What do you think about this; we just ordered 6 cylinder packs from Caterpillar for a NXS Acert Cat engine and as most of you know the cylinder packs come pre-assembled. Most mechanics just clean the block and slide in the 6 cylinder packs, not knowing what is hiding in the liner. At Pittsburgh Power, we balance all of the connecting rods and pistons for the engines we build so we have to disassemble the Caterpillar cylinder packs. Well today, June 8, 2016 we were shocked at what we found; 3 different pistons in 6 cylinder packs. 1 piston had brass bushings installed in the wrist pin bore and the other 5 did not! 3 pistons were identical, 3 pistons were of a different style. According to the spec sheet from Caterpillar, the pistons can be interchanged. I personally would NOT have this in my engine, to me the piston is a very important part of the engine and I want them to all be the same design and weigh the same. So now, we have the 6 pistons off the connecting rods and we weighed them on scale that weighs to the gram that we use for balancing pistons and connecting rods. What we found is the lightest piston is 4076.0 grams and the heaviest is 4194.5 that is 118.5 grams difference. Now to make this more visual so you can see how much 118 grams is we weighed several Snap-On 3/8” drive sockets and the 15/16” socket came out to 118 grams. That is the difference in the weight between the lightest and heaviest piston out of the 6. If we were not going to balance the pistons and would have left the cylinder packs assembled, we would not have seen the 3 different pistons and the difference in weights and the engine would have been a vibrator. These cylinder packs are going into a good friend of mine’s engine and I started building engines for him when he was 17 years old, he is now 52 years old and purchased his 2007 W900-L Kenworth new and it has vibrated ever since. The vibration actually broke the head off of the #1 main bearing cap bolt out west and so he had the Cat dealer rebuild the engine and it still vibrated. Now with 412,000 miles on an in-chassis rebuild, the crankshaft broke. He is pulling the engine from the truck at his home in Tennessee and bringing it to our shop. After the out-of-chassis rebuild and balancing of the rotating parts, this engine will be smooooth! A word to the wise: If you are rebuilding your 1995 through 2009 Caterpillar engine, you just may want to remove the pistons from the liners and connecting rods and see if you have matching pistons and take them to a good speed shop and have them balance them. Please don’t think I’m picking on the Caterpillar engine, I love the 425-B up through the NXS 2007 Acert engine: Most of them are very smooth; I just don’t like engines that vibrate. There are plenty of Detroits and Cummins that vibrate also, so it’s a good practice to balance all of the connecting rods and pistons when rebuilding an engine. Sometimes we have to use 18 Detroit connecting rods to get 6 that are close enough to balance.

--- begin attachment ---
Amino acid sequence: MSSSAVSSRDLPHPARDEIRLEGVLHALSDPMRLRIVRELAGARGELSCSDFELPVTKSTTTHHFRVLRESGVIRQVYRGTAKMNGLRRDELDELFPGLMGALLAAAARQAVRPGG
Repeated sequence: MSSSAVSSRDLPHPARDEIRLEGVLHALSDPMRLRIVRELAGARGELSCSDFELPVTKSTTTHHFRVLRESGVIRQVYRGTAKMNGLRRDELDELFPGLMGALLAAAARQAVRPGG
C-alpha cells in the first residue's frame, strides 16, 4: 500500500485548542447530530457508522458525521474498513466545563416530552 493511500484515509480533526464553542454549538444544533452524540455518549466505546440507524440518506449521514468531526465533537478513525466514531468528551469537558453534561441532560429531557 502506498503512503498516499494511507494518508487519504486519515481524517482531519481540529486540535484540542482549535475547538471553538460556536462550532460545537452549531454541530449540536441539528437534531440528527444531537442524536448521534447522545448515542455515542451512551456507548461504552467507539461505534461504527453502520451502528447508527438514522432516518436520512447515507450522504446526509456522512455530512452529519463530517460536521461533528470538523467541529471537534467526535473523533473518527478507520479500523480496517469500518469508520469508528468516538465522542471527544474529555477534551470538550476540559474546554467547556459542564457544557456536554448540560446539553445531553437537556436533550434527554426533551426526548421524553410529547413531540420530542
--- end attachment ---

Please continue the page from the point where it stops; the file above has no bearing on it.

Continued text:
2012 through 2016 Cummins ISX engines emissions tune up. Yesterday we had a beautiful 2015 386 Peterbilt powered by an ISX Cummins EGR-DPF-DEF in for an emissions tune up and horsepower upgrade. This truck only had 188,000 miles on it and we found coagulated diesel particulate fluid in the exhaust system. Please notice the picture, some of these pieces are large! We also found a plugged turbo boost sensor, 2 exhaust pressure sensors, and EGR differential pressure sensor. The horsepower was increased to 630 to the ground or 741 flywheel and the torque to 2000 foot-pounds. Strangely, the engine stock produced 556 horsepower to the ground and the torque was only 1400 foot-pounds. So we only increased the horsepower by 84 to the ground, however, by making the emissions work properly and cleaning out the soot in the intake the torque increased by 600 foot pounds. That, my friends, is a shocking increase in torque and the owner of this truck will be ecstatic with the pulling power.
Today we are tuning another ISX-EGR-DPF-DEF (2011 & newer) Cummins and found similar problems: The decomposition tube where the DEF doser is located was just about plugged with crystallized diesel particulate fluid. To remove this tube we had to remove the driveshaft from the truck to gain access to the decomposition tube. This engine has 389,000 miles and is a 2012 -587 Peterbilt. For the doser to work properly and atomize the DEF fluid, it must be clean and be able to spray. The emission systems on the new engines DO run and work properly, however, they DO NEED to be tuned and cleaned, at least every 250,000 miles.
Written By Bruce Mallinson, Pittsburgh Power Inc., 3600 S. Noah Dr., Saxonburg, Pa. 16056. Phone 724-360-4080.